Argentina Football Association (AFA) president Claudio Tapia has apologised to Israelis for the cancellation of Saturday's international friendly but maintained it was the right decision because of the threatening atmosphere surrounding the match.
The game, Argentina's final warm-up before the World Cup, was to be played in the Jerusalem neighborhood of Malha, which is situated on the site of a former Palestinian village that was destroyed during the war that established Israel 70 years ago.
Palestinian Football Federation chief Jibril Rajoub had accused Israel of playing politics with the game by moving it from its original location in Haifa to Jerusalem and by trying to link it to celebrations surrounding Israel's 70th anniversary.
The cancellation came in the wake of Rajoub calling on Arab and Muslim fans to burn photos and T-shirts of Argentina superstar Lionel Messi if he attended the game.
"Yesterday the decision was taken to not travel and play the friendly game against Israel," Tapia said in Wednesday's news conference in Barcelona, where the team is training. "We apologise to all the Argentines that live in Israel and the Israelis that bought the tickets so fast to watch the Argentina national team.
"We face a reality that has been going on for 70 years. What we've experienced in the last 72 hours, which is public knowledge, the actions, the threats that have occurred, have led us to decide not to travel. My responsibility as president of the Argentina Football Association [AFA] is to look after the health, physical integrity and security of our delegation. I took this decision. I apologise to the Israeli community. It's nothing against them, nothing against the Jewish community, on the contrary."
Israeli Prime Minister Benjamin Netanyahu called Argentine President Mauricio Macri and urged him to intervene, but to no avail, on Tuesday. And Israel's sports ministry said a "negotiation" about the match was underway, perhaps in hopes of salvaging it, but gave no further details.
"It's unfortunate the [football] knights of Argentina did not withstand the pressure of the Israeli-hating inciters, whose only goal is to harm our basic right to self-defense and bring about the destruction of Israel," said defense minister Avigdor Lieberman. "We will not yield before a pack of anti-Semitic terrorist supporters."
Israeli President Reuven Rivlin said it was a sad morning for Israeli sports fans, including his own grandchildren.
"But there are values that are greater than even Messi," he said. "The politicisation of the Argentine move worries me greatly."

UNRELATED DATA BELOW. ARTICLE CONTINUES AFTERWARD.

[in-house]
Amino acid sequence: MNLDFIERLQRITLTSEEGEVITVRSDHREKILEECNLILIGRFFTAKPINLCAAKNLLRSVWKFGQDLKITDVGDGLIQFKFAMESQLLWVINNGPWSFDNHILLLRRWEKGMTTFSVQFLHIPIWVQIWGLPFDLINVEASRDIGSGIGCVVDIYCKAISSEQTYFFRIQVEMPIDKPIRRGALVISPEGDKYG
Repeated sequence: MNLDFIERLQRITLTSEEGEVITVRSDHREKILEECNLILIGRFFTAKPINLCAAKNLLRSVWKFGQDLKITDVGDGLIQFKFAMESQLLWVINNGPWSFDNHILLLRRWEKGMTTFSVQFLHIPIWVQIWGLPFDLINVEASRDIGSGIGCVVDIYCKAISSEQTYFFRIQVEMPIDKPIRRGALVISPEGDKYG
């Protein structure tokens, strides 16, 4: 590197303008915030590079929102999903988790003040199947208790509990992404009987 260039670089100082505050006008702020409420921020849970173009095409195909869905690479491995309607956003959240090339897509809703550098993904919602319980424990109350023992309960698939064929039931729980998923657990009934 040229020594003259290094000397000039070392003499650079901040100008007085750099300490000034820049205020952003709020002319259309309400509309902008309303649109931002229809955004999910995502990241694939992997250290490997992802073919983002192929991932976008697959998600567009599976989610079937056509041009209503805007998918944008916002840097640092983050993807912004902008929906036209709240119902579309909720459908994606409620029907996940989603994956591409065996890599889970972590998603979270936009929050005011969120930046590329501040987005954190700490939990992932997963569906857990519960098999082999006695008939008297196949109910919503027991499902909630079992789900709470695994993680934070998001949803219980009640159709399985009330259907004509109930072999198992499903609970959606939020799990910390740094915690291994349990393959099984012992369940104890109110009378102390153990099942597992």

Tapia regrets the game will not go ahead.
"We also apologise to those that were going to take part in an event done for peace," he said.
"There were going to be children from different religions that were going to interact with our players. It was a clear message that football is a universal sport that transcends frontiers, that it has to be understood as a sport, where everything starts and ends on the football pitch, that it has nothing to do with violence.
"We leave the doors open to do some future actions, whether it's from a football standpoint or another sport in Israel or any other country."
Later on Wednesday, a senior official at the Argentine Football Federation said that the national team had received death threats from the Islamic militant group Hamas, which was also a contributing factor to the decision to cancel the match.
The official, who spoke to The Associated Press on condition of anonymity due to safety concerns, did not provide evidence or details on the alleged threats.
A Hamas official mocked the reports that Hamas threatened the players, calling them unrealistic and saying they don't deserve a comment. The official also spoke on condition of anonymity because the person was not authorized to comment on the issue.
Argentina will now remain in Barcelona, where they have been training for the World Cup, until Saturday when they will travel to Russia.
The Albiceleste begin their World Cup campaign against Iceland on June 16.
"All our energy is now on the World Cup," Tapia said.
Information from The Associated Press was used in this report.